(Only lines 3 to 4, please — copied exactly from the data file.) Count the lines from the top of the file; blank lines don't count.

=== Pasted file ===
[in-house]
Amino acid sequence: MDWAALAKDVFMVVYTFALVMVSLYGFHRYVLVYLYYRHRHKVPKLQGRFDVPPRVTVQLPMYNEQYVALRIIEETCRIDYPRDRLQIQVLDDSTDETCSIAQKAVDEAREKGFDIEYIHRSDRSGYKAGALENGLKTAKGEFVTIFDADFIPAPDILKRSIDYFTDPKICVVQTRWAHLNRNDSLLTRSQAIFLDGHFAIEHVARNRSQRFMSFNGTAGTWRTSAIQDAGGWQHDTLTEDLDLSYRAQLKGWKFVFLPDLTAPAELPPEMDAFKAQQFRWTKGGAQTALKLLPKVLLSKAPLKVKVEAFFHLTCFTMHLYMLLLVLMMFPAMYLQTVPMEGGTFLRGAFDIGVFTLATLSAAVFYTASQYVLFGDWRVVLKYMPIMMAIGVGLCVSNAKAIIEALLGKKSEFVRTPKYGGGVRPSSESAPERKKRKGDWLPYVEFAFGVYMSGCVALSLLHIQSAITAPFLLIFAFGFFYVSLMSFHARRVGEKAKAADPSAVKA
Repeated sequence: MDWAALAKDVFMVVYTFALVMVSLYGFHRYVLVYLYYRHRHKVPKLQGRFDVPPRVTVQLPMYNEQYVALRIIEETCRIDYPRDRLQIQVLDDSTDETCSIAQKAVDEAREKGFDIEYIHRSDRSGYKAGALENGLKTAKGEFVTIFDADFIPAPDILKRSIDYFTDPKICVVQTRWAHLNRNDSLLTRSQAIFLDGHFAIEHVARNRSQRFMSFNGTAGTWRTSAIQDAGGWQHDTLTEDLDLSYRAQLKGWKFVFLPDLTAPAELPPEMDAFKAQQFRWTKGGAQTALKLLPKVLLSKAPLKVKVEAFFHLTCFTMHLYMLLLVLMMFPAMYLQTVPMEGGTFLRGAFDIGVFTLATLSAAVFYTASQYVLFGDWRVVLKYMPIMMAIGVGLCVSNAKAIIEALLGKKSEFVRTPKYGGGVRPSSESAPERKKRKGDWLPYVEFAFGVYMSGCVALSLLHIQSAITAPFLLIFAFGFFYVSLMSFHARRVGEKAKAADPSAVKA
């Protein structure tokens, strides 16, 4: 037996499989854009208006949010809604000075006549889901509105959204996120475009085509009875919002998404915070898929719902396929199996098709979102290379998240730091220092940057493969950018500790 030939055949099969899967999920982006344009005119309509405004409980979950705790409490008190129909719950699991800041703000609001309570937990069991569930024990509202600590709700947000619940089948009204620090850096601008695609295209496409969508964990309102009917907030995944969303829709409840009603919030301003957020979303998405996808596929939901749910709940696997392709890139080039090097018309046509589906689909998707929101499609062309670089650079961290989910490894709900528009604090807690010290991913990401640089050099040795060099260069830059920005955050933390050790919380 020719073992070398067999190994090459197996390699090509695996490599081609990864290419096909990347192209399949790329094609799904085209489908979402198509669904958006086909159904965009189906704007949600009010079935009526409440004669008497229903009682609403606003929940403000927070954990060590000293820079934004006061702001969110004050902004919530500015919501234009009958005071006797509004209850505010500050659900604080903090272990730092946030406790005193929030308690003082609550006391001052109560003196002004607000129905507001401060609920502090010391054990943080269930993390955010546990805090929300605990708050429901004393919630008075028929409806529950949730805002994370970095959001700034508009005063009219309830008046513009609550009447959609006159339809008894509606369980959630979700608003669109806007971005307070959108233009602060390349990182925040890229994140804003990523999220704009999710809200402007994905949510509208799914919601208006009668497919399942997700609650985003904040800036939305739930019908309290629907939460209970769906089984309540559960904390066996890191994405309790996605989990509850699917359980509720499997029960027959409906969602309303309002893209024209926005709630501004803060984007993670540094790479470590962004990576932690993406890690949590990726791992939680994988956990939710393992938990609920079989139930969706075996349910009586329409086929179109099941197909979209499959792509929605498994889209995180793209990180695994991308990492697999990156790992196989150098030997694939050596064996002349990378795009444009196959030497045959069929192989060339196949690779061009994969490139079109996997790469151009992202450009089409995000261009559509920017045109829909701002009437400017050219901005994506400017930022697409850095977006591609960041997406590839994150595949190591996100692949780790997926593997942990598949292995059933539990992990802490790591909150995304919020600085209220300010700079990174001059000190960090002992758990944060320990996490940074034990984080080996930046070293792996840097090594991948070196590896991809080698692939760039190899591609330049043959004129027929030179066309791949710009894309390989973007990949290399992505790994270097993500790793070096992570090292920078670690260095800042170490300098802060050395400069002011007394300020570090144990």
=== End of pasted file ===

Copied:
Repeated sequence: MDWAALAKDVFMVVYTFALVMVSLYGFHRYVLVYLYYRHRHKVPKLQGRFDVPPRVTVQLPMYNEQYVALRIIEETCRIDYPRDRLQIQVLDDSTDETCSIAQKAVDEAREKGFDIEYIHRSDRSGYKAGALENGLKTAKGEFVTIFDADFIPAPDILKRSIDYFTDPKICVVQTRWAHLNRNDSLLTRSQAIFLDGHFAIEHVARNRSQRFMSFNGTAGTWRTSAIQDAGGWQHDTLTEDLDLSYRAQLKGWKFVFLPDLTAPAELPPEMDAFKAQQFRWTKGGAQTALKLLPKVLLSKAPLKVKVEAFFHLTCFTMHLYMLLLVLMMFPAMYLQTVPMEGGTFLRGAFDIGVFTLATLSAAVFYTASQYVLFGDWRVVLKYMPIMMAIGVGLCVSNAKAIIEALLGKKSEFVRTPKYGGGVRPSSESAPERKKRKGDWLPYVEFAFGVYMSGCVALSLLHIQSAITAPFLLIFAFGFFYVSLMSFHARRVGEKAKAADPSAVKA
């Protein structure tokens, strides 16, 4: 037996499989854009208006949010809604000075006549889901509105959204996120475009085509009875919002998404915070898929719902396929199996098709979102290379998240730091220092940057493969950018500790 030939055949099969899967999920982006344009005119309509405004409980979950705790409490008190129909719950699991800041703000609001309570937990069991569930024990509202600590709700947000619940089948009204620090850096601008695609295209496409969508964990309102009917907030995944969303829709409840009603919030301003957020979303998405996808596929939901749910709940696997392709890139080039090097018309046509589906689909998707929101499609062309670089650079961290989910490894709900528009604090807690010290991913990401640089050099040795060099260069830059920005955050933390050790919380 020719073992070398067999190994090459197996390699090509695996490599081609990864290419096909990347192209399949790329094609799904085209489908979402198509669904958006086909159904965009189906704007949600009010079935009526409440004669008497229903009682609403606003929940403000927070954990060590000293820079934004006061702001969110004050902004919530500015919501234009009958005071006797509004209850505010500050659900604080903090272990730092946030406790005193929030308690003082609550006391001052109560003196002004607000129905507001401060609920502090010391054990943080269930993390955010546990805090929300605990708050429901004393919630008075028929409806529950949730805002994370970095959001700034508009005063009219309830008046513009609550009447959609006159339809008894509606369980959630979700608003669109806007971005307070959108233009602060390349990182925040890229994140804003990523999220704009999710809200402007994905949510509208799914919601208006009668497919399942997700609650985003904040800036939305739930019908309290629907939460209970769906089984309540559960904390066996890191994405309790996605989990509850699917359980509720499997029960027959409906969602309303309002893209024209926005709630501004803060984007993670540094790479470590962004990576932690993406890690949590990726791992939680994988956990939710393992938990609920079989139930969706075996349910009586329409086929179109099941197909979209499959792509929605498994889209995180793209990180695994991308990492697999990156790992196989150098030997694939050596064996002349990378795009444009196959030497045959069929192989060339196949690779061009994969490139079109996997790469151009992202450009089409995000261009559509920017045109829909701002009437400017050219901005994506400017930022697409850095977006591609960041997406590839994150595949190591996100692949780790997926593997942990598949292995059933539990992990802490790591909150995304919020600085209220300010700079990174001059000190960090002992758990944060320990996490940074034990984080080996930046070293792996840097090594991948070196590896991809080698692939760039190899591609330049043959004129027929030179066309791949710009894309390989973007990949290399992505790994270097993500790793070096992570090292920078670690260095800042170490300098802060050395400069002011007394300020570090144990």